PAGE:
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Ongoing problems with tagging

Work with offenders on today’s National Audit Office Report

This government has set out to be “tough on crime”, by increasing sentence lengths, restricting access to parole and a host of other measures. Amongst these measures, the MoJ regularly highlights its commitment to tag more people – on bail, community sentences and when released from prison (see our recent article for details). But today’s report from the National Audit Office finds that the government’s electronic monitoring programme has been very poorly managed. The new tagging system is years overdue and the MoJ had to write off £98m when it terminated the Gemini contract run by Capita. Most importantly, the NAO concludes that:

“Evidence on the effectiveness of tagging remains weak, particularly on reducing reoffending and diverting offenders from prison”.

Key findings 

The NAO says that Her Majesty’s Prison and Probation Service (HMPPS) has failed to modernise its tagging system primarily because of its failure to deliver its new Gemini case management system which it had to write off at a cost of £98m to the taxpayer. It made the mistake of continuing with a “tower” contracting structure which involved four suppliers each responsible for providing a different element of the service, whose work needed to be brought together by HMPPS as integrator. HMPPS set out to manage the complex interdependencies between suppliers but failed to do so effectively. The delays and HMPPS’s eventual termination of Gemini have undermined its performance in delivering an effective electronic monitoring system.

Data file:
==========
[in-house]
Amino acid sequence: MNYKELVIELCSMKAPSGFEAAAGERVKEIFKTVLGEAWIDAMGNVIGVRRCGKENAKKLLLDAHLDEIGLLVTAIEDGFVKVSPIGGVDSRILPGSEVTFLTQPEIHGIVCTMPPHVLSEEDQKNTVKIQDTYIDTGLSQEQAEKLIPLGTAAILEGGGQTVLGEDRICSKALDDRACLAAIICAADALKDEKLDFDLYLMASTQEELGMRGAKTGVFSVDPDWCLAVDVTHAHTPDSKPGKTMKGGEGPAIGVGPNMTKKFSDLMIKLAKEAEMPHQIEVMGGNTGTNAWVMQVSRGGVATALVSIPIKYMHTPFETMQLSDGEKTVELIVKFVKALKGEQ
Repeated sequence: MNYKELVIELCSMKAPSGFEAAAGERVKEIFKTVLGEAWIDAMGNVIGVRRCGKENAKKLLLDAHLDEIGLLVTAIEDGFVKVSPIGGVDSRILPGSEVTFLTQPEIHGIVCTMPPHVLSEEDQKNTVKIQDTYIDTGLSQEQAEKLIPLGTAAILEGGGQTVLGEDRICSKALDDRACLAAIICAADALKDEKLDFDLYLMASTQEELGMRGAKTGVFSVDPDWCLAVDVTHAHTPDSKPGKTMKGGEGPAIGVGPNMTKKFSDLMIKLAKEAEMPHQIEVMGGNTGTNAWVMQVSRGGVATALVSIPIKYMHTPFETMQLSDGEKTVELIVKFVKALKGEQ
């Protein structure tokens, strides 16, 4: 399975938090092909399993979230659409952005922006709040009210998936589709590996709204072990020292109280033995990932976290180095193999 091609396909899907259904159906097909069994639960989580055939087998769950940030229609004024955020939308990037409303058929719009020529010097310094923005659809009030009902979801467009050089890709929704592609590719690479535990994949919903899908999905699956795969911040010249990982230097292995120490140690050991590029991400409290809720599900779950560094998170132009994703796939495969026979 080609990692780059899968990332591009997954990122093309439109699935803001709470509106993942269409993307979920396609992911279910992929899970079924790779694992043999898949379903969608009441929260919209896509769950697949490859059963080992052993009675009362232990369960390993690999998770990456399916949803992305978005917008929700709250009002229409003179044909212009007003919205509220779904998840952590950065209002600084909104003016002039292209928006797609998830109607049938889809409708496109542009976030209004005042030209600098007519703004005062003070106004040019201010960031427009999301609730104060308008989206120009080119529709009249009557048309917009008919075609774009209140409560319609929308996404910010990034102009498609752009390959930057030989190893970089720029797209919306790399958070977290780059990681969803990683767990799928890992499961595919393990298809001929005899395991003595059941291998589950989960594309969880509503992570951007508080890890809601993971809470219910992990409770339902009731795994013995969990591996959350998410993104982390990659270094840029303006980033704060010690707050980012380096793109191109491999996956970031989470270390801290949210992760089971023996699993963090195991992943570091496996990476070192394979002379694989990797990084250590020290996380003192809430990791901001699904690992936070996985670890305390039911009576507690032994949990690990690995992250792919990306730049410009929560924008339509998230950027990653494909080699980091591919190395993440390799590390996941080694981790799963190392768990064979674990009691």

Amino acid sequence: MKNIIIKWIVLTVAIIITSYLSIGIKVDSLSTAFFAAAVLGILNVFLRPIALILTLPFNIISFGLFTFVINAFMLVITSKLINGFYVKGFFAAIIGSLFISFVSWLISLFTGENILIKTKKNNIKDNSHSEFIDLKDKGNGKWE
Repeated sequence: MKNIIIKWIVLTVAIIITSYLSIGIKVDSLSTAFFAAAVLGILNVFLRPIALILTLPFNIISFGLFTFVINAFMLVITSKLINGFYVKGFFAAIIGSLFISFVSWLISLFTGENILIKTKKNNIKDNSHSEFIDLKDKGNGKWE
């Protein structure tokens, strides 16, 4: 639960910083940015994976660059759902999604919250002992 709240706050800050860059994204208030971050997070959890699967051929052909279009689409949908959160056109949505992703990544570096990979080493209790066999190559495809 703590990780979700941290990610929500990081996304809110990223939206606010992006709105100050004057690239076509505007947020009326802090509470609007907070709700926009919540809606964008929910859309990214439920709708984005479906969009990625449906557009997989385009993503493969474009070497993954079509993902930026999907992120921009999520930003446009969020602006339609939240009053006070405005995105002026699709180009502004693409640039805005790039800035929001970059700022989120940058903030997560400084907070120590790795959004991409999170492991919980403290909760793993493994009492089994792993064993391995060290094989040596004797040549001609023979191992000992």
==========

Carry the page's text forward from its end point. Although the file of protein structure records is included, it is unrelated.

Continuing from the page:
The GPS monitoring system is not doing what it promised. HMPPS expected Gemini and the user portal to allow users such as police and probation officers to have self-service access to case information and to historic and real-time maps of offenders’ movements. Instead, users must request mapping data from Capita, which creates a delay, and HMPPS cannot collect information on the timeliness or quality of the service.

Shockingly (if not surprisingly, given the track record of tagging in this country), HMPPS’s ability to carry out analysis and evaluation is severely constrained by the poor quality and availability of data.

HMPPS did not analyse reoffending and offenders’ diversion from prison as planned because of constrained resources. HMPPS estimates that to break-even from its investment in its expansion programme, it would need to divert around 5,000 offenders from prison or deter 9,000 repeat offences by 2025-26. However, the effect of tagging on these outcomes remains unproven and poor-quality data mean HMPPS is heavily reliant on anecdotal information.


The National Audit Office sets out HMPPS’ plans to address these shortcomings and says that HMPPS is “better placed to avoid repeating past mistakes”. However, it cautions that the timescale is tight and the problems of integrating the different outsourced workstreams may still persist.

It is perhaps hard to be too optimistic about HMPPS’ abilities to turn the tagging programme round when we look at how long-standing the problems are. For example, HMPPS began to replace ageing curfew tags from the previous contracts in September 2020 against an initial target of March 2019. However, the NAO found that HMPPS has not improved efficiency and capability as planned, so the service remains no different from that in 2014.

The report concludes with a further warning that we do not know the value of electronic monitoring in protecting the public and reducing reoffending.

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